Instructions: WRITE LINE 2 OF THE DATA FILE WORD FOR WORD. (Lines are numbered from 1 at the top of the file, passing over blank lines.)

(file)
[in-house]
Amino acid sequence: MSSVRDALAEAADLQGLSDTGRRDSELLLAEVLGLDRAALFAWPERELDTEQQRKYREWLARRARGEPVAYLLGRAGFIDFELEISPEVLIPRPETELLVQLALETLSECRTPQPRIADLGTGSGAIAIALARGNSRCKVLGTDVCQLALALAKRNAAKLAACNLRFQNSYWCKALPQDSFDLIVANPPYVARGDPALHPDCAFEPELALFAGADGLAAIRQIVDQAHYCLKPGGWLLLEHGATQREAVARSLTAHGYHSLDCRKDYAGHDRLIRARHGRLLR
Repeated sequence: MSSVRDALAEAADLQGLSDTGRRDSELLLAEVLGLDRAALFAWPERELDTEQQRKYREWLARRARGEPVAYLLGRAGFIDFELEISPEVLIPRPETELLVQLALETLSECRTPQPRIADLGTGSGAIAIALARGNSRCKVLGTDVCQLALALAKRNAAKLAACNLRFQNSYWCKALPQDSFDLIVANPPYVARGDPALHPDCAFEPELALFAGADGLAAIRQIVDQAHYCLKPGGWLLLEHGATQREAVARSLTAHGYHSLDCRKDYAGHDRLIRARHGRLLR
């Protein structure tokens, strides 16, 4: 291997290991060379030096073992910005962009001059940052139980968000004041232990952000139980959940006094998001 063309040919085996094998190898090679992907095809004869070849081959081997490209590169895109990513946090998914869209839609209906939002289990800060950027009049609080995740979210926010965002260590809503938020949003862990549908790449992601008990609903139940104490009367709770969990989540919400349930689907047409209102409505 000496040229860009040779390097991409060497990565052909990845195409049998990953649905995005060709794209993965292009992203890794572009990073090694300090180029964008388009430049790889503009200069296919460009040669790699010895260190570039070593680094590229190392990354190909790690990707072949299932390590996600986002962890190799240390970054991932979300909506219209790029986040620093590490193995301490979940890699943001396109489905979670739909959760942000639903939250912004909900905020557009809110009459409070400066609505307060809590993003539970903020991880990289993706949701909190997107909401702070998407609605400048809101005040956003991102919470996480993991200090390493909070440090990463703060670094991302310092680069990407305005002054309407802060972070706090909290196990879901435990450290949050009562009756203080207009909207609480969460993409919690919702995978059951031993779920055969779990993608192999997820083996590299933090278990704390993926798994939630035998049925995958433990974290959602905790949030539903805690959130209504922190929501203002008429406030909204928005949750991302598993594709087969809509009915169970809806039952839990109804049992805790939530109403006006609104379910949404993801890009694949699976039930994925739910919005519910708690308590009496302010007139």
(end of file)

Amino acid sequence: MSSVRDALAEAADLQGLSDTGRRDSELLLAEVLGLDRAALFAWPERELDTEQQRKYREWLARRARGEPVAYLLGRAGFIDFELEISPEVLIPRPETELLVQLALETLSECRTPQPRIADLGTGSGAIAIALARGNSRCKVLGTDVCQLALALAKRNAAKLAACNLRFQNSYWCKALPQDSFDLIVANPPYVARGDPALHPDCAFEPELALFAGADGLAAIRQIVDQAHYCLKPGGWLLLEHGATQREAVARSLTAHGYHSLDCRKDYAGHDRLIRARHGRLLR